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Arduino Time Attendance System with RFID

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In this project you’re going to build a time attendance system with MFRC522 RFID Reader and Arduino. When you swipe an RFID tag next to the RFID reader, it saves the user UID and time in an SD card. It also shows if you are late or in time accordingly to a preset hour and minute.

First, watch the video intro below


Project Overview

Before getting started it’s important to layout the project main features:

  • It contains an RFID reader that reads RFID tags;
  • Our setup has a real time clock module to keep track of time;
  • When the RFID reader reads an RFID tag, it saves the current time and the UID of the tag in an SD card;
  • The Arduino communicates with the SD card using an SD card module;
  • You can set a check in time to compare if you are in time or late;
  • If you are on time, a green LED lights up, if you are late, a red LED lights up;
  • The system also has a buzzer that beeps when a tag is read.

Parts Required

Here’s a list of the required components for this project:

You can use the preceding links or go directly to MakerAdvisor.com/tools to find all the parts for your projects at the best price!

MFRC522 RFID Reader

In this project we’re using the MFRC522 RFID reader and that’s the one we recommend you to get (although this project may also be compatible with other RFID readers).

RFID means radio-frequency identification. RFID uses electromagnetic fields to transfer data over short distances and it’s useful to identify people, to make transactions, etc.

An RFID system needs tags and a reader:

  • Tags are attached to the object to be identified, in this example we have a keychain and an electromagnetic card. Some stores also use RFID tags in their products’ labels to identify them. Each tag has its own unique identification (UID).

  • Reader is a two-way radio transmitter-receiver that sends a signal to the tag and reads its response.

The MFRC522 RFID reader works at 3.3V and it can use SPI or I2C communication. The library we’re going to use to control the RFID reader only supports SPI, so that’s the communication protocol we’re going to use.

To learn more about the RFID reader with the Arduino read: Security Access using MFRC522 RFID Reader with Arduino

Installing the MFRC522 library

This project uses the MFRC522.h library to control the RFID reader. This library doesn’t come installed in Arduino IDE by default, so you need to install it. Go to  Sketch > Include library > Manage libraries and search for MFRC522 or follow the next steps:

  1. Click here to download the MFRC522 library. You should have a .zip folder in your Downloads folder.
  2. Unzip the .zip folder and you should get RFID-master folder
  3. Rename your folder from RFID-master to RFID
  4. Move the RFID folder to your Arduino IDE installation libraries folder
  5. Finally, re-open your Arduino IDE

MFRC522 RFID reader pinout

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The following table shows the reader pinout for a future reference:

PIN WIRING TO ARDUINO UNO
SDA Digital 10
SCK Digital 13
MOSI Digital 11
MISO Digital 12
IRQ Don’t connect
GND GND
RST Digital 9
3.3V 3.3V

Note: different Arduino boards have different SPI pins. If you’re using another Arduino board, check the Arduino documentation.

SD card module

When a tag is read, its UID and time are saved on an SD card so that you can keep track of check ins. There are different ways to use an SD card with the Arduino. In this project we’re using the SD card module shown in figure below – it works with micro SD card.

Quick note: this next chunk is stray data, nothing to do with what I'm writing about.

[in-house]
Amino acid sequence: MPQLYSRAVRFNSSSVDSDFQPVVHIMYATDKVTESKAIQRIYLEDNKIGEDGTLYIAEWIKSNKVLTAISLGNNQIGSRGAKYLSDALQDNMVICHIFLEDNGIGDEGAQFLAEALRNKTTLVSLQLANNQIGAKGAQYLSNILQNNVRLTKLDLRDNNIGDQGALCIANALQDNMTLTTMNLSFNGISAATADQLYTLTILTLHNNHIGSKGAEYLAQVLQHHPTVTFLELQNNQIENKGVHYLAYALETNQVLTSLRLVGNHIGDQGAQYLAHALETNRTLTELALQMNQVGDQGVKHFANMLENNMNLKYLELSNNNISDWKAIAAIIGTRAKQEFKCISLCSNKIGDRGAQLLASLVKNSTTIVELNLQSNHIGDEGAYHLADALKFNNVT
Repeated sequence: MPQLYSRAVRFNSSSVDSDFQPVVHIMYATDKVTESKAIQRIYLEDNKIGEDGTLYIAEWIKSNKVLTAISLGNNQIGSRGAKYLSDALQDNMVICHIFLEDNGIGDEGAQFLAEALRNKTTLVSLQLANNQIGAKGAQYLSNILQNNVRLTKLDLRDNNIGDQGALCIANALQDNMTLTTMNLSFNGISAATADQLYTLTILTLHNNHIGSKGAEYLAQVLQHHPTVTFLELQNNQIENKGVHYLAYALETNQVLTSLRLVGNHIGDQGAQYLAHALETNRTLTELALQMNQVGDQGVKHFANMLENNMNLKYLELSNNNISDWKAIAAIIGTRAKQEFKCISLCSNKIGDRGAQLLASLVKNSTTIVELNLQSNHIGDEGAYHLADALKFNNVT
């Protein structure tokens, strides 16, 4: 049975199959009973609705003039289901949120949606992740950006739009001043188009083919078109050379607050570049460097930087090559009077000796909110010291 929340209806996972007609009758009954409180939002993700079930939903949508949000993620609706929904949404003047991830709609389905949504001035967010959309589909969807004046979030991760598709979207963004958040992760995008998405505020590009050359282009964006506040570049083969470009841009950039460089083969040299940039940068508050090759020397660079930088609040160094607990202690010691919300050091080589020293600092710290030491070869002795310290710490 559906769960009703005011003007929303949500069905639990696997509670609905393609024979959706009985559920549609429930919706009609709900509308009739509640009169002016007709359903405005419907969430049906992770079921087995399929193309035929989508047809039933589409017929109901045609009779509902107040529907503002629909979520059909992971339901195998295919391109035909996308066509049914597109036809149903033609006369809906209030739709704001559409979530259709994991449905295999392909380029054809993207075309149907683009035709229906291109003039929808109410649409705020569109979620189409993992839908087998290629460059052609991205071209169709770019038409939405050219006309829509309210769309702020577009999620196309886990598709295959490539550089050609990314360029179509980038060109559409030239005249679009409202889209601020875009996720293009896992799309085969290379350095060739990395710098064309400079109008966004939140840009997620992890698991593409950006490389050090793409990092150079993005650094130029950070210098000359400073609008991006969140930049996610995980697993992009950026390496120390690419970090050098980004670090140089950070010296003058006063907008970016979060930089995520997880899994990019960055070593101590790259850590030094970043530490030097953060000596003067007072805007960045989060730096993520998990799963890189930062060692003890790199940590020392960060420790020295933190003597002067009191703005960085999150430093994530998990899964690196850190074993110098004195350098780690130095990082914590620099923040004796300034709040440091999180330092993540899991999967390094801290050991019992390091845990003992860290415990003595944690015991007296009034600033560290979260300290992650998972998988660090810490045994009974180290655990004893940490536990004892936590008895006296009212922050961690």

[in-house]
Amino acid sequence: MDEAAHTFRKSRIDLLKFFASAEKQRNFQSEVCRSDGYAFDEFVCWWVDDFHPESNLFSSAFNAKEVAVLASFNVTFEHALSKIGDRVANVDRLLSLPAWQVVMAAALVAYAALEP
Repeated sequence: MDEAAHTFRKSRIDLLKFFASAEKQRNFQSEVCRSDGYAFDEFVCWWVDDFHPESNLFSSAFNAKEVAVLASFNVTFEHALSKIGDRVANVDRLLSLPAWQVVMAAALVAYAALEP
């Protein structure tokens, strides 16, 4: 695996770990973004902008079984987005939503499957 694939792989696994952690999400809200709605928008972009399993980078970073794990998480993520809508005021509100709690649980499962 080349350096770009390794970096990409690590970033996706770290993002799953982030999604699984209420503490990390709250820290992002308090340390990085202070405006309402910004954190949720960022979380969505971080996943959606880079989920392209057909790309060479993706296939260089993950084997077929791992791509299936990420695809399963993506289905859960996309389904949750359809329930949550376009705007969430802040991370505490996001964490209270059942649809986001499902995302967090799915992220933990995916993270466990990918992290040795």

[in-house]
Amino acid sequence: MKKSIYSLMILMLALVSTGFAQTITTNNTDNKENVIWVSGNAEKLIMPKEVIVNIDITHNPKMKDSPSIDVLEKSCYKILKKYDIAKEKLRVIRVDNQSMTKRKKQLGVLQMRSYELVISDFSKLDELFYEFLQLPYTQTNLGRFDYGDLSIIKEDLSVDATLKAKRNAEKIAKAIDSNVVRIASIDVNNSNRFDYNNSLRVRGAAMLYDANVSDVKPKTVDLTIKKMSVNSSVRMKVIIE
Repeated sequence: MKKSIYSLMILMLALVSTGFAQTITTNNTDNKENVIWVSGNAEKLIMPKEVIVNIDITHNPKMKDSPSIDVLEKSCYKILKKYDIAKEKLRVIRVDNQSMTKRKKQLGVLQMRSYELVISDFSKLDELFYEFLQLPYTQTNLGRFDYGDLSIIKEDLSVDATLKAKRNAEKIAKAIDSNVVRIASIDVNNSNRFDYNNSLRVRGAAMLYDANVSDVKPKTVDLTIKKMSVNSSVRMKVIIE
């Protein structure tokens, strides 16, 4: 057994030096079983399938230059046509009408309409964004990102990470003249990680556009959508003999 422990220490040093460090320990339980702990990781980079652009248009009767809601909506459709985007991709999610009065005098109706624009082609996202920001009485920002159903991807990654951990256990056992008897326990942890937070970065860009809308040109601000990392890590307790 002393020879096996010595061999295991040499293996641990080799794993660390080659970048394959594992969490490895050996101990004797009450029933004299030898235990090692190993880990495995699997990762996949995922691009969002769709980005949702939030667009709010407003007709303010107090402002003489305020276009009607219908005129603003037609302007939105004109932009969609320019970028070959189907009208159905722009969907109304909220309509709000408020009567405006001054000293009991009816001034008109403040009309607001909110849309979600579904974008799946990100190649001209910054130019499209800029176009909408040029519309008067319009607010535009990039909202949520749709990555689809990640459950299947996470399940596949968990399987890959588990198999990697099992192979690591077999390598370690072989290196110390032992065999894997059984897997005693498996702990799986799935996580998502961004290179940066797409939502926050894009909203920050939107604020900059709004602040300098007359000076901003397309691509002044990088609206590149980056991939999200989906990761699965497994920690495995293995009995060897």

There are different models from different suppliers, but they all work in a similar way, using the SPI communication protocol. To communicate with the SD card we’re going to use a library called SD.h, that comes already installed in Arduino IDE by default.

To learn more about the SD card module with the Arduino read: Guide to SD Card Module with Arduino

SD card module pinout

The following table shows the SD card module pinout for a future reference:

PIN WIRING TO ARDUINO UNO
VCC 3.3V
CS Digital 4
MOSI Digital 11
CLK Digital 13
MISO Digital 12
GND GND

Note: different Arduino boards have different SPI pins. If you’re using another Arduino board, check the Arduino documentation.

Preparing the SD card

The first step when using the SD card module with Arduino is formatting the SD card as FAT16 or FAT32. Follow the instructions below.

1) To format the SD card, insert it in your computer. Go to My Computer and right click on the SD card. Select Format as shown in figure below.

2) A new window pops up. Select FAT32, press Start to initialize the formatting process and follow the onscreen instructions.

Testing the SD card module

(This step is optional. This is an additional step to make sure the SD card module is working properly.)

Insert the formatted SD card in the SD card module.

Connect the SD card module to the Arduino as shown in the circuit schematics below or check the pinout table.

Note: depending on the module you’re using, the pins may be placed in a different location.

Uploading CardInfo sketch

To make sure everything is wired correctly and the SD card is working properly, in the Arduino IDE window go to File> Examples > SD > CardInfo.

Upload the code to your Arduino board. Make sure you have the right board and COM port selected.

Open the Serial Monitor at a baud rate of 9600 and the SD card information will be displayed. If everything is working properly you’ll see a similar message on the serial monitor.

RTC (Real Time Clock) module

To keep track of time, we’re using the SD1307 RTC module. However, this project works just fine with the DS3231, which is very similar. One main difference between them is the accuracy. The DS3231 is much more accurate than the DS1307. The figure below shows the SD1307 model.

The module has a backup battery installed. This allows the module to retain the time, even when it’s not being powered up.

This module uses I2C communication and we’ll use the RTCLib.h library to read the time from the RTC.

To learn more about the DS1307 real time clock with the Arduino read: Guide for Real Time Clock (RTC) Module with Arduino (DS1307 and DS3231)